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June 7, 2023

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China’s first home-grown large cruise ship undocks in Shanghai

DECORATED with ribbons featuring the pattern of the Dunhuang Flying Apsaras, China’s first domestically produced large cruise ship, the “Adora Magic City,” undocked at the No. 2 dock of Shanghai Waigaoqiao Shipbuilding Co Ltd yesterday.

The cruise ship, measuring 323.6 meters in length with a gross tonnage of 135,500 tons, can accommodate up to 5,246 passengers.

Designed and constructed by Cruise Technology Development Co Ltd, affiliated to China State Shipbuilding Corp, and Shanghai Waigaoqiao Shipbuilding Co Ltd, the cruise ship is expected to be delivered by the end of 2023.

Starting from early June 1, the “Adora Magic City” began a six-day water injection floating, displacement, and undocking operation.

With a total of 2,826 cabins, the luxury ship is a modern maritime city. It is equipped with living and recreational facilities, including a medical center, theater, gym and basketball court.

Emergency treatment can also be carried out aboard, as the medical center is outfitted with basic operation facilities, such as a shadowless lamp.

Both Wi-Fi6 and mobile 5G networks are available aboard.

The ship will be used on routes to Japan and Southeast Asia, with Shanghai as the home port.

Medium and long routes may also be launched in the future to take travelers to destinations along the Maritime Silk Road.

It is not an easy task to build such a vessel. As an ultra-large single mechanical and electrical product, the ship has more than 25 million components, five times that of the home-grown C919 aircraft and 13 times that of the Fuxing or “rejuvenation” high-speed train.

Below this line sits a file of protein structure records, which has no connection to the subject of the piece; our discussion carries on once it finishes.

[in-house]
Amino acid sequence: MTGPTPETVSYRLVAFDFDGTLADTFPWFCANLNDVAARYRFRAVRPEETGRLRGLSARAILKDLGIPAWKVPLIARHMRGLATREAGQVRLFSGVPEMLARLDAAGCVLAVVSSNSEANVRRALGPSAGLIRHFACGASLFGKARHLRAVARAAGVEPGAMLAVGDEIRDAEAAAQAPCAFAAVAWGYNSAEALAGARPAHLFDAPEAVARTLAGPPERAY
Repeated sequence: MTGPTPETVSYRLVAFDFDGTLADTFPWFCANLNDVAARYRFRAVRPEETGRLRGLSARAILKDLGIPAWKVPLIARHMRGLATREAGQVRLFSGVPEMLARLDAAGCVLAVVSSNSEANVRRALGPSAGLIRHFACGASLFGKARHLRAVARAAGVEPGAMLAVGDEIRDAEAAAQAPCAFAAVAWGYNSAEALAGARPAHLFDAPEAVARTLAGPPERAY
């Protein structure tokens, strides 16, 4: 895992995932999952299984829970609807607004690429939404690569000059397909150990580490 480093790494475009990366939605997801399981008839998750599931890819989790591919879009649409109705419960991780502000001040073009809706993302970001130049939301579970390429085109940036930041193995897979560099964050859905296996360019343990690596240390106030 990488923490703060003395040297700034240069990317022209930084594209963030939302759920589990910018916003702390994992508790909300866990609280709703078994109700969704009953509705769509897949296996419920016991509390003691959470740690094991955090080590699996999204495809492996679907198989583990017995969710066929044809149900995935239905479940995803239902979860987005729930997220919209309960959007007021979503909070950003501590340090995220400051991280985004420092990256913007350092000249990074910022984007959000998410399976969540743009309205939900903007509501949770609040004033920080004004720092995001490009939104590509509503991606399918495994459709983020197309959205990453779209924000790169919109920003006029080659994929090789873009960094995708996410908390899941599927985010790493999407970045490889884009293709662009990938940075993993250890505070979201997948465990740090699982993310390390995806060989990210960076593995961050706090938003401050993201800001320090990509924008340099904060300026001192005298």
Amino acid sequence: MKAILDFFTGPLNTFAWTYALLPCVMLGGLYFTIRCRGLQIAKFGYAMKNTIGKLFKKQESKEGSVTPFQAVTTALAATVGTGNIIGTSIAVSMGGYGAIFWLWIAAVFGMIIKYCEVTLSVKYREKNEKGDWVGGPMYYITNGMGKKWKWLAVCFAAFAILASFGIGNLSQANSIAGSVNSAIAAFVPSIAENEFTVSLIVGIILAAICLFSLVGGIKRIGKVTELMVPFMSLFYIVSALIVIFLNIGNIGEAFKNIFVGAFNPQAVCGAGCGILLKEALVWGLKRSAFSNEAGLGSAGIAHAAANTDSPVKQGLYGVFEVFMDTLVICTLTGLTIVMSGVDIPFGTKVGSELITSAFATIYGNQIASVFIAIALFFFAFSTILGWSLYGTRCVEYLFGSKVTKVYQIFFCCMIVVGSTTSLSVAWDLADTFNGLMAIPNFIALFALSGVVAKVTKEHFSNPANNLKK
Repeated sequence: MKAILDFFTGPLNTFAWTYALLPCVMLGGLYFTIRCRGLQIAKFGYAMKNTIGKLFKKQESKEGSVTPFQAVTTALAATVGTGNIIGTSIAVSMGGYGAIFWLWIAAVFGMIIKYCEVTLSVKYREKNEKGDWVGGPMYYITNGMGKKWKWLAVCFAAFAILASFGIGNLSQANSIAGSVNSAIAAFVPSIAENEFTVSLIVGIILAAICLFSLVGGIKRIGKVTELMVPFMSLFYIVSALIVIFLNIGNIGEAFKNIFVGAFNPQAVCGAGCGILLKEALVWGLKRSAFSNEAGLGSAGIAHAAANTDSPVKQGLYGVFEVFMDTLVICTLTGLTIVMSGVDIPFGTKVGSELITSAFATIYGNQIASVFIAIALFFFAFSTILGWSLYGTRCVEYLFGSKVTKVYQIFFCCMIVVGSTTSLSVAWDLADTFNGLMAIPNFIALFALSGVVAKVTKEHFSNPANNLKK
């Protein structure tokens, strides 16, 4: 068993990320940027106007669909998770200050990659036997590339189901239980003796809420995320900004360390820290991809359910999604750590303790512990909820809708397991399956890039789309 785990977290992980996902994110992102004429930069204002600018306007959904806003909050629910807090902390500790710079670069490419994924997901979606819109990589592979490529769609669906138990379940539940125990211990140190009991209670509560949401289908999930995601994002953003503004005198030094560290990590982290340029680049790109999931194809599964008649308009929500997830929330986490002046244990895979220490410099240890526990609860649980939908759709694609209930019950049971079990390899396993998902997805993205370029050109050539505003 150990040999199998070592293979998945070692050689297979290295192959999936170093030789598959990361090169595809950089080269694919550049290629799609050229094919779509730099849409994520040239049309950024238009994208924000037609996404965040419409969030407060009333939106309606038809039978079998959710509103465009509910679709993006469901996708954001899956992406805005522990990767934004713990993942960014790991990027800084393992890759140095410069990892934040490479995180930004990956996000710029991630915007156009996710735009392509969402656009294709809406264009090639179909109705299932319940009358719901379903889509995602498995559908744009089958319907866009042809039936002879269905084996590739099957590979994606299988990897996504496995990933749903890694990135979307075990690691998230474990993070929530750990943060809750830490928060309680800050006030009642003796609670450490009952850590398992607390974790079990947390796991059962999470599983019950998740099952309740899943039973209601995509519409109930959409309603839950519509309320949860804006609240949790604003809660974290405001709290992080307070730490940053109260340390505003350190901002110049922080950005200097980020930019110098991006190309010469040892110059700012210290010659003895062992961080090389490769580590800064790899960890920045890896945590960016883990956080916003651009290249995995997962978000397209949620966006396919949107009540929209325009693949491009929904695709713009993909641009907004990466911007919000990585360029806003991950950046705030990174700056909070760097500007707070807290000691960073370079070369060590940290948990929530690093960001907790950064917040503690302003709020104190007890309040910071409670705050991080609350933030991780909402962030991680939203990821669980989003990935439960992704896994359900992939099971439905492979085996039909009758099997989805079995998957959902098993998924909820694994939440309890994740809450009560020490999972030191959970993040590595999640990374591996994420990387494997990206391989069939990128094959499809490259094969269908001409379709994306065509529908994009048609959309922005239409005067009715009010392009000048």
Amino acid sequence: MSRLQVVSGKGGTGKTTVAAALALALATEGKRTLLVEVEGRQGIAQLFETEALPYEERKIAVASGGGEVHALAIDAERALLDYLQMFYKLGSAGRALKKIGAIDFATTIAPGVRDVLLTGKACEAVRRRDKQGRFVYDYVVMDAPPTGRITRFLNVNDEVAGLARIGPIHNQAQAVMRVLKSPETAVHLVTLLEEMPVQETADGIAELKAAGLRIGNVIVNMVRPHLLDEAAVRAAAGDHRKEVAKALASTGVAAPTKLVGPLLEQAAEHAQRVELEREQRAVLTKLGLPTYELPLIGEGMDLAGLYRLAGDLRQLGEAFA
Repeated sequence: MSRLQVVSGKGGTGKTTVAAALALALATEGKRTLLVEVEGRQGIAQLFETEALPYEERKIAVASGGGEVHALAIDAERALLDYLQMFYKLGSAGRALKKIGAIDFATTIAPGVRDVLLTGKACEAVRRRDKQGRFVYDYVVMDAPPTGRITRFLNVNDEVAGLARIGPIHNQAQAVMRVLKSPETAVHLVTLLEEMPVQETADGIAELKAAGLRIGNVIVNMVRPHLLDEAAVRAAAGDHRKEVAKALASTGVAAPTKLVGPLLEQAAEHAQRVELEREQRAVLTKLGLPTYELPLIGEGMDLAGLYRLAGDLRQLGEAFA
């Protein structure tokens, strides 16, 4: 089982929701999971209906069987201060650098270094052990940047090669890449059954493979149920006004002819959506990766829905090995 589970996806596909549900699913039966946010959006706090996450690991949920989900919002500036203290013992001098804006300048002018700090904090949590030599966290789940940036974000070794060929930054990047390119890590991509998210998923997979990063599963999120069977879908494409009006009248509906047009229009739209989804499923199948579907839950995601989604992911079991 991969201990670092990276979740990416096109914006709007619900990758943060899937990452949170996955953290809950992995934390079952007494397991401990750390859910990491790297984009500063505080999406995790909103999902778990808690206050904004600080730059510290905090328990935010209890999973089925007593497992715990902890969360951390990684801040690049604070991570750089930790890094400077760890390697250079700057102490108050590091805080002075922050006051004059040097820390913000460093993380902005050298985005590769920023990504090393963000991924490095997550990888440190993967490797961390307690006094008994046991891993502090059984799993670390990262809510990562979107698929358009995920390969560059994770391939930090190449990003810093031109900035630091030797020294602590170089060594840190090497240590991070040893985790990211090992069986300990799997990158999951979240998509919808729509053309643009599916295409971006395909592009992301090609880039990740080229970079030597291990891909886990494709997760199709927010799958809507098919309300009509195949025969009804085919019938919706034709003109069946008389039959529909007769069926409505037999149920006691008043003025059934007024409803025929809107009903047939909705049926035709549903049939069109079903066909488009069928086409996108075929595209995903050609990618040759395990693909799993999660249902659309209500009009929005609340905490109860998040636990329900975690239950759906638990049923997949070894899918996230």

Also, large cruise ships are extremely sensitive to weight control, and any increase in the ship’s weight means a corresponding reduction in the weight of materials or the number of passengers aboard.

Four- to 8-millimeter-thin steel wall sheets have been used in the ship’s construction. “Such materials would not be adopted on a conventional ship but on a cruise ship, they are required to reduce weight and make as much room for cargo as possible,” said Wei Shengsheng, deputy director of the Shanghai Waigaoqiao Shipbuilding Co Ltd’s cruise vessel project.

Wei said a cruise ship usually needs to accommodate about 6,000 people simultaneously, which requires increasing the number of life support equipment significantly compared to an ordinary passenger ship. “So the utilization of space is almost extreme.”

The “Adora Magic City” is equipped with a total of 20 large lifeboats.

On the premise of completing their loading and lifting tests, each lifeboat underwent unhooking, cruising, and retrieval tests one by one to verify its performance under normal and emergency conditions.

After scientific and rigorous testing, the “Adora Magic City” fully met the technical requirements for undocking and can enter a new stage of dock mooring testing, sea trials, and delivery.

According to the plan, second sea trials will be conducted in July and August to comprehensively verify various functions related to cruise ship safety, such as power and propulsion systems, fire protection, fire alarm, life-saving, communication and navigation, vibration and noise, and safe return to port.

The ship’s cabin and public area interior engineering acceptance proposals will be submitted and delivered by the end of the year.


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